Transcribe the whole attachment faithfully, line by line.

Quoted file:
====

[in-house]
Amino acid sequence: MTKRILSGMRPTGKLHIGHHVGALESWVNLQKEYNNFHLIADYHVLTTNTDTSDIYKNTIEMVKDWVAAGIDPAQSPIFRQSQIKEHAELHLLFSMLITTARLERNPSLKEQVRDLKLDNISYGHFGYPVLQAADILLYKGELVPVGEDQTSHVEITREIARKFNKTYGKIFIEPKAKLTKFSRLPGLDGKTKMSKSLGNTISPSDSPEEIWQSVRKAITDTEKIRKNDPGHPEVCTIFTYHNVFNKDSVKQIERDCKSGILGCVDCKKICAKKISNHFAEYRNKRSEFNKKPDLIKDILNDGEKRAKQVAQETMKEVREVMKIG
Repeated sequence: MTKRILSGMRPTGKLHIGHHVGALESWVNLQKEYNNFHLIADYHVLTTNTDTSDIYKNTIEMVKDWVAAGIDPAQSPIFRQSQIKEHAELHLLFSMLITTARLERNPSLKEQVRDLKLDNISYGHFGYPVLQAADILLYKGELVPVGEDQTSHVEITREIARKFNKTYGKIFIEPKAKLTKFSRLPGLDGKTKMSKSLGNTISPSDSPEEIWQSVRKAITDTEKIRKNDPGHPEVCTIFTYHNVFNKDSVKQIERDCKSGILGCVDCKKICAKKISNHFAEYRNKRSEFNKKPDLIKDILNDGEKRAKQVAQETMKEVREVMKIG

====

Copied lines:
[in-house]
Amino acid sequence: MTKRILSGMRPTGKLHIGHHVGALESWVNLQKEYNNFHLIADYHVLTTNTDTSDIYKNTIEMVKDWVAAGIDPAQSPIFRQSQIKEHAELHLLFSMLITTARLERNPSLKEQVRDLKLDNISYGHFGYPVLQAADILLYKGELVPVGEDQTSHVEITREIARKFNKTYGKIFIEPKAKLTKFSRLPGLDGKTKMSKSLGNTISPSDSPEEIWQSVRKAITDTEKIRKNDPGHPEVCTIFTYHNVFNKDSVKQIERDCKSGILGCVDCKKICAKKISNHFAEYRNKRSEFNKKPDLIKDILNDGEKRAKQVAQETMKEVREVMKIG
Repeated sequence: MTKRILSGMRPTGKLHIGHHVGALESWVNLQKEYNNFHLIADYHVLTTNTDTSDIYKNTIEMVKDWVAAGIDPAQSPIFRQSQIKEHAELHLLFSMLITTARLERNPSLKEQVRDLKLDNISYGHFGYPVLQAADILLYKGELVPVGEDQTSHVEITREIARKFNKTYGKIFIEPKAKLTKFSRLPGLDGKTKMSKSLGNTISPSDSPEEIWQSVRKAITDTEKIRKNDPGHPEVCTIFTYHNVFNKDSVKQIERDCKSGILGCVDCKKICAKKISNHFAEYRNKRSEFNKKPDLIKDILNDGEKRAKQVAQETMKEVREVMKIG